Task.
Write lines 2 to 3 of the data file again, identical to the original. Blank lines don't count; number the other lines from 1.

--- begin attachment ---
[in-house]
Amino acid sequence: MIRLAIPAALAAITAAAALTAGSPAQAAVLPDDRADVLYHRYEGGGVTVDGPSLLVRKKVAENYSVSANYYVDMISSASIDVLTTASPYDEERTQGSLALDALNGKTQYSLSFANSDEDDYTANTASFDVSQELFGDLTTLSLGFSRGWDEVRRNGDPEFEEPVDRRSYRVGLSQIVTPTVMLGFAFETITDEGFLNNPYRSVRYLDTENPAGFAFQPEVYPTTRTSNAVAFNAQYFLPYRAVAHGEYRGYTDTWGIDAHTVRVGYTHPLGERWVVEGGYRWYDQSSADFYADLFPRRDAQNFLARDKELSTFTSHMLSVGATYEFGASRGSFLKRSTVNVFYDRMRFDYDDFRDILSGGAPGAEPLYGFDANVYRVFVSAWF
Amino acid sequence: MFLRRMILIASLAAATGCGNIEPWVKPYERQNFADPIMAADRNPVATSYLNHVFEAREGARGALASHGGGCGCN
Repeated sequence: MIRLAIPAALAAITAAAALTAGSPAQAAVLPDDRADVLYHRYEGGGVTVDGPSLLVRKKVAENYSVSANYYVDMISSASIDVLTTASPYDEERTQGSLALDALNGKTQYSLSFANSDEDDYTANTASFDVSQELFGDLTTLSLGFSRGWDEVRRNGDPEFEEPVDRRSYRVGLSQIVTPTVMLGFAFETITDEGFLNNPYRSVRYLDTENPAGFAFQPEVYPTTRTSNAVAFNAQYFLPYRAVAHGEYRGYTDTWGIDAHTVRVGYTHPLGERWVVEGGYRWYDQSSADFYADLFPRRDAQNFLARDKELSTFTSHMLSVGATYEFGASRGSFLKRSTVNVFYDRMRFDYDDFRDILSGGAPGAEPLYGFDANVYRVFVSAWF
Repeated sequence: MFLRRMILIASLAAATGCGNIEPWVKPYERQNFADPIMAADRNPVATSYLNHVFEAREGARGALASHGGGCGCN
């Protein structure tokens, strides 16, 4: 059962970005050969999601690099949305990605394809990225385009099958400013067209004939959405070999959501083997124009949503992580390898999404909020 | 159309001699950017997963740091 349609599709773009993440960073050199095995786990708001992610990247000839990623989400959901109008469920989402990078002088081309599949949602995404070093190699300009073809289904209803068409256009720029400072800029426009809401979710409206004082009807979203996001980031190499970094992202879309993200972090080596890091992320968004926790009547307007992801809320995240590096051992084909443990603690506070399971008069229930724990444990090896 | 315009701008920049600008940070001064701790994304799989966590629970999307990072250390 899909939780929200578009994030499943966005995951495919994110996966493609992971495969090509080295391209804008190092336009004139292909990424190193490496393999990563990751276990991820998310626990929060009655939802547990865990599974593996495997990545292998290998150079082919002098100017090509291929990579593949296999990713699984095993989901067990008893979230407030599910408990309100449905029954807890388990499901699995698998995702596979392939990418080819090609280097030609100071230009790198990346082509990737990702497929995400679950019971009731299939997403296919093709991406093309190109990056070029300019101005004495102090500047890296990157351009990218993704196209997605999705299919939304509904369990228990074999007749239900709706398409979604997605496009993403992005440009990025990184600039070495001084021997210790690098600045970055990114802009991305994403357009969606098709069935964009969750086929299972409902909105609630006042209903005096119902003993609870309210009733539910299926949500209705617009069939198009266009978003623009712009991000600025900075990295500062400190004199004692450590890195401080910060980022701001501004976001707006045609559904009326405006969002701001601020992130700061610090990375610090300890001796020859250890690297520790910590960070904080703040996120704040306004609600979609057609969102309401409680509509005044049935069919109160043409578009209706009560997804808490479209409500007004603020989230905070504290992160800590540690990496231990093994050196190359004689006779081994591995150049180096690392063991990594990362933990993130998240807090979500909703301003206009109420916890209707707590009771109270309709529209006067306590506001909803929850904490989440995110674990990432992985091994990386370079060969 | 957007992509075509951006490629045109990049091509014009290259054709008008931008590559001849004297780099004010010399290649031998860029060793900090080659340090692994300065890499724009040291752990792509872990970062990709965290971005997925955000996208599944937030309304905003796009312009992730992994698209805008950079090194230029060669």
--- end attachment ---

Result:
Amino acid sequence: MIRLAIPAALAAITAAAALTAGSPAQAAVLPDDRADVLYHRYEGGGVTVDGPSLLVRKKVAENYSVSANYYVDMISSASIDVLTTASPYDEERTQGSLALDALNGKTQYSLSFANSDEDDYTANTASFDVSQELFGDLTTLSLGFSRGWDEVRRNGDPEFEEPVDRRSYRVGLSQIVTPTVMLGFAFETITDEGFLNNPYRSVRYLDTENPAGFAFQPEVYPTTRTSNAVAFNAQYFLPYRAVAHGEYRGYTDTWGIDAHTVRVGYTHPLGERWVVEGGYRWYDQSSADFYADLFPRRDAQNFLARDKELSTFTSHMLSVGATYEFGASRGSFLKRSTVNVFYDRMRFDYDDFRDILSGGAPGAEPLYGFDANVYRVFVSAWF
Amino acid sequence: MFLRRMILIASLAAATGCGNIEPWVKPYERQNFADPIMAADRNPVATSYLNHVFEAREGARGALASHGGGCGCN